China's Nanjing Automobile Corporation (NAC) has launched a legal battle to secure its claim over one of the most iconic logos in British motoring.
All rights to the MG trademarks and logos were acquired by NAC when it took over the failed MG Rover in 2005, a lawyer for the firm told the High Court.
It is now looking to stop a Worcestershire-based automotive company from using the octagonal logo on its MG X POWER supercar.
Iain Purvis QC told judge Sir William Blackburne that NAC had put in a great deal of effort to revive the MG brand in the UK. It had restarted production at the Longbridge plant and is planning to launch a new car next year.
He argued MG Sports and Racing Europe, based in Tenbury Wells, was breaching trademark laws by planning to use identical signs on its vehicles.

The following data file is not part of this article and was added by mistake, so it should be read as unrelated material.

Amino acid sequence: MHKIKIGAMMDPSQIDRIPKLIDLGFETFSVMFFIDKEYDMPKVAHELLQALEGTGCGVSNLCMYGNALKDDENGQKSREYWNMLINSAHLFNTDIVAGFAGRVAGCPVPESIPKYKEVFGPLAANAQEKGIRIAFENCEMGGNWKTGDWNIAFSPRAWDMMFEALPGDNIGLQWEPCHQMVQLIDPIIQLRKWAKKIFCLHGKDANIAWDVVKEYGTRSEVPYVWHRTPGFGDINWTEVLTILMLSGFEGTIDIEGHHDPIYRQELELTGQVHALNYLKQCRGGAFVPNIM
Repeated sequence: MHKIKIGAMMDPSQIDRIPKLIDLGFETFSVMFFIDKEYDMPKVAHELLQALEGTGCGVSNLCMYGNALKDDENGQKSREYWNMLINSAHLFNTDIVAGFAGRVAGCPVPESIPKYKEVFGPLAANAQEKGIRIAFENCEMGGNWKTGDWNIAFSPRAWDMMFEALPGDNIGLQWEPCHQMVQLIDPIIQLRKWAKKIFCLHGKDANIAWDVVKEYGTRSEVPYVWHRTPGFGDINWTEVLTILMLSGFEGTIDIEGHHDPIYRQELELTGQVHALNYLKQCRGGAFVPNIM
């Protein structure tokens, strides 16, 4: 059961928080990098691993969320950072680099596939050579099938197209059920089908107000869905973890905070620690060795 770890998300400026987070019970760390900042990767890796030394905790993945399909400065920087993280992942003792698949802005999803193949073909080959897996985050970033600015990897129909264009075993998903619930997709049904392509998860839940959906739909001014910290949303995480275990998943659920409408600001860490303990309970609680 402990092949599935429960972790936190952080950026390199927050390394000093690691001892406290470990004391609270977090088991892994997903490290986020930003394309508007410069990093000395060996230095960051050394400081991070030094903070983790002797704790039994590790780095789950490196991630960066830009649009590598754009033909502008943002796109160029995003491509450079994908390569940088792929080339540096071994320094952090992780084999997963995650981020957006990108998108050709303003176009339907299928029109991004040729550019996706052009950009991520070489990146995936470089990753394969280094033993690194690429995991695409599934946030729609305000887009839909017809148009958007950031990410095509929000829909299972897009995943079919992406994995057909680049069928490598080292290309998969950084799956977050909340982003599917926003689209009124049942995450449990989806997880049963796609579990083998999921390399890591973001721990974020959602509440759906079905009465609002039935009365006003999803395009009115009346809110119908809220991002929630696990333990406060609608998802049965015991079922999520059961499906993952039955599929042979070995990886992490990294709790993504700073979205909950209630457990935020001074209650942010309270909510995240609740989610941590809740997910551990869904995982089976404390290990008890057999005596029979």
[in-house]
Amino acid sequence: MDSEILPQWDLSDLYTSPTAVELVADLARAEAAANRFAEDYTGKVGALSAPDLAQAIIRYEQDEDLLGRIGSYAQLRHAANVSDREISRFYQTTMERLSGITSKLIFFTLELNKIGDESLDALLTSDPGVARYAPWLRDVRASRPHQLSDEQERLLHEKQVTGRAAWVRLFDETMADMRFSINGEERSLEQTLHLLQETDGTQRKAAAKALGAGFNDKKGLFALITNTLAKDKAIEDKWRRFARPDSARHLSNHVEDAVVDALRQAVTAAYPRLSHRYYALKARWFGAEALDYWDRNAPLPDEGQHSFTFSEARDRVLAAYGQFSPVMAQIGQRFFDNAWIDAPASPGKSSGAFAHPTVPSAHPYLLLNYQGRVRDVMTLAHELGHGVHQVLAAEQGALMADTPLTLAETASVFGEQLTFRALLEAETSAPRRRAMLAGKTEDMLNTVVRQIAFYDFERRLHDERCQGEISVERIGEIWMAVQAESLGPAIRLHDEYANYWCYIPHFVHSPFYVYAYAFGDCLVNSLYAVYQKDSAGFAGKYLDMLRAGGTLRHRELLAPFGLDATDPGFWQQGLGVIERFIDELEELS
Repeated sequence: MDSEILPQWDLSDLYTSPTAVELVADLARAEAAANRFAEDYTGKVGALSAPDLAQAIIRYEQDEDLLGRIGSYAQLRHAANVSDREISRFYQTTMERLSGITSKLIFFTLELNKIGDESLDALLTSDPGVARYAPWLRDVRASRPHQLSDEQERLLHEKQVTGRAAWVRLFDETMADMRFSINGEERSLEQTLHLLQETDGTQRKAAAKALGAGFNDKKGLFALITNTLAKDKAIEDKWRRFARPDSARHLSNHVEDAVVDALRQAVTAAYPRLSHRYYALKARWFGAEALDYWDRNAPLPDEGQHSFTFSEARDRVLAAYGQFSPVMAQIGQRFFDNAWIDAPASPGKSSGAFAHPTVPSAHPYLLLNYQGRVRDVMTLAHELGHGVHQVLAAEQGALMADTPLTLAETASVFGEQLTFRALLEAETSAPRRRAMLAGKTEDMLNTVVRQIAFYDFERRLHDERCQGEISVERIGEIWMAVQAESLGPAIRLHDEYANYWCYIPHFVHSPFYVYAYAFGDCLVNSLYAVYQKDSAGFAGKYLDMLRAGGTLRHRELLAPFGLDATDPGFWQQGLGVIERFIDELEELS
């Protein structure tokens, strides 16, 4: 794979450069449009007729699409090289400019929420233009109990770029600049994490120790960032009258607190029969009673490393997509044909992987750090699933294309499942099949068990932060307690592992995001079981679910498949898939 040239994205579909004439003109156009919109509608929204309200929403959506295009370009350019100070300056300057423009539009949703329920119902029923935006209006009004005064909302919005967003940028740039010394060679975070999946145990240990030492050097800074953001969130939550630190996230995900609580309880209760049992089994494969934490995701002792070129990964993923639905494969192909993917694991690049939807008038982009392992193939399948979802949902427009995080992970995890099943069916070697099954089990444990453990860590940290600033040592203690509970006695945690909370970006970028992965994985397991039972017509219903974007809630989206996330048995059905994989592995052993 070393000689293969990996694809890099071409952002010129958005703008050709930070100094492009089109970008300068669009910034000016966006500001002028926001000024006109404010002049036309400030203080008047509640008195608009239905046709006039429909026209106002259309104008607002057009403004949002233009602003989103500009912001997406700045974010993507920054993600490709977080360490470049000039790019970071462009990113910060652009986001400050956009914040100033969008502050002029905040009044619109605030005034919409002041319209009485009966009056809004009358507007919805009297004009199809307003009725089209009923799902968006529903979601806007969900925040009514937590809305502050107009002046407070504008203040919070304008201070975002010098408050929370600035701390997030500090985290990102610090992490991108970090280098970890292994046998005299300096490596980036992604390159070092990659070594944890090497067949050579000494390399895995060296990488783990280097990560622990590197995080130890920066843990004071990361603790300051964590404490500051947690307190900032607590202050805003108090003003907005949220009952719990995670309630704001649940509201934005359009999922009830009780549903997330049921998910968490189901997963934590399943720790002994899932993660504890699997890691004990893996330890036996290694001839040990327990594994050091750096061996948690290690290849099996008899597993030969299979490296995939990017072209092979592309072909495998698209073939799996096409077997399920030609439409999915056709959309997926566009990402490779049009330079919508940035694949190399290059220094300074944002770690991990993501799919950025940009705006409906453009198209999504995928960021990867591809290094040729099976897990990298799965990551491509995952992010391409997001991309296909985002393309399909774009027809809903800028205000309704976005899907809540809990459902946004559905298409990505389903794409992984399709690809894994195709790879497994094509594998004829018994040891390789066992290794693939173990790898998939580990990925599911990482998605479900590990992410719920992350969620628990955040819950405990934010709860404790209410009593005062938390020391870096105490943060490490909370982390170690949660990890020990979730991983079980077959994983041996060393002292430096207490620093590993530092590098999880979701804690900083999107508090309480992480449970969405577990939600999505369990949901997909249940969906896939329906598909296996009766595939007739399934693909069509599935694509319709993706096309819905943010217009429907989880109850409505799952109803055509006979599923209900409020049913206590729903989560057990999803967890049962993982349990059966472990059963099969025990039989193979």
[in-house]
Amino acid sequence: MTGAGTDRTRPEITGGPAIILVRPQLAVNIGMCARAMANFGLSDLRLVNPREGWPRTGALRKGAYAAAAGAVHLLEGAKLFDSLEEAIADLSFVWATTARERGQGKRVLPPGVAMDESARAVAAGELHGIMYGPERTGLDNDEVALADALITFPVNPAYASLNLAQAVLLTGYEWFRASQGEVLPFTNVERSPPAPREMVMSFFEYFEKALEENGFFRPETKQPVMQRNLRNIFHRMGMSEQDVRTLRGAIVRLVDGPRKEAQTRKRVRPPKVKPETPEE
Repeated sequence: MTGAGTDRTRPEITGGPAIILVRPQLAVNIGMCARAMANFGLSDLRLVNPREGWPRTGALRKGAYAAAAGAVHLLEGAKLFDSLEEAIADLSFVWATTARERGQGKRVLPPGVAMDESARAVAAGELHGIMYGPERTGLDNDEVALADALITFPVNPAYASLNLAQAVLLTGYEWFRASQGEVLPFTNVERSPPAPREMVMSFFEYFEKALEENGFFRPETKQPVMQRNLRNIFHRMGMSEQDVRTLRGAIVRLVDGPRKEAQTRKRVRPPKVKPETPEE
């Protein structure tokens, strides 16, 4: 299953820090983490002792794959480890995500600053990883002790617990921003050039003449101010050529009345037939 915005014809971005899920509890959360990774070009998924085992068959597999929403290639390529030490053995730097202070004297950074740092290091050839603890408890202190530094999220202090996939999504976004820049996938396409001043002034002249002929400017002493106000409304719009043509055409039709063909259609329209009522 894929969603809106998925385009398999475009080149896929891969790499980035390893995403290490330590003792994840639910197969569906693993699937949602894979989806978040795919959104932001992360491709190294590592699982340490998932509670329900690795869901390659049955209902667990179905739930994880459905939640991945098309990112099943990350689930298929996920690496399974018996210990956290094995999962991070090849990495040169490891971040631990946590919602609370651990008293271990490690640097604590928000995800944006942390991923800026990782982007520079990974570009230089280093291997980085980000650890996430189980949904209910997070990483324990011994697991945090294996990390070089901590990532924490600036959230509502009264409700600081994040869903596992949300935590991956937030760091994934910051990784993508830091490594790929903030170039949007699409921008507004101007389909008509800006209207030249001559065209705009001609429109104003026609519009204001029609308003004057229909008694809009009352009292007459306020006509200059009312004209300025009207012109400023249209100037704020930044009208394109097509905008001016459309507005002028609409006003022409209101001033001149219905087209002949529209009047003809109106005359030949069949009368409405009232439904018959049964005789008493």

"The defendants have made and are threatening to continue to make and sell cars using the mark 'MG', the distinctive octagonal MG logo and the mark 'MG X POWER'," he said.
The Worcestershire company is said to have claimed that it bought the rights to the mark from liquidators of the MG Rover Group in 2007.
But Mr Purvis insisted: "Not only had all the relevant rights been sold to NAC in 2005, they were explicitly excluded from the sale to the defendants in 2007."
© Press Association 2009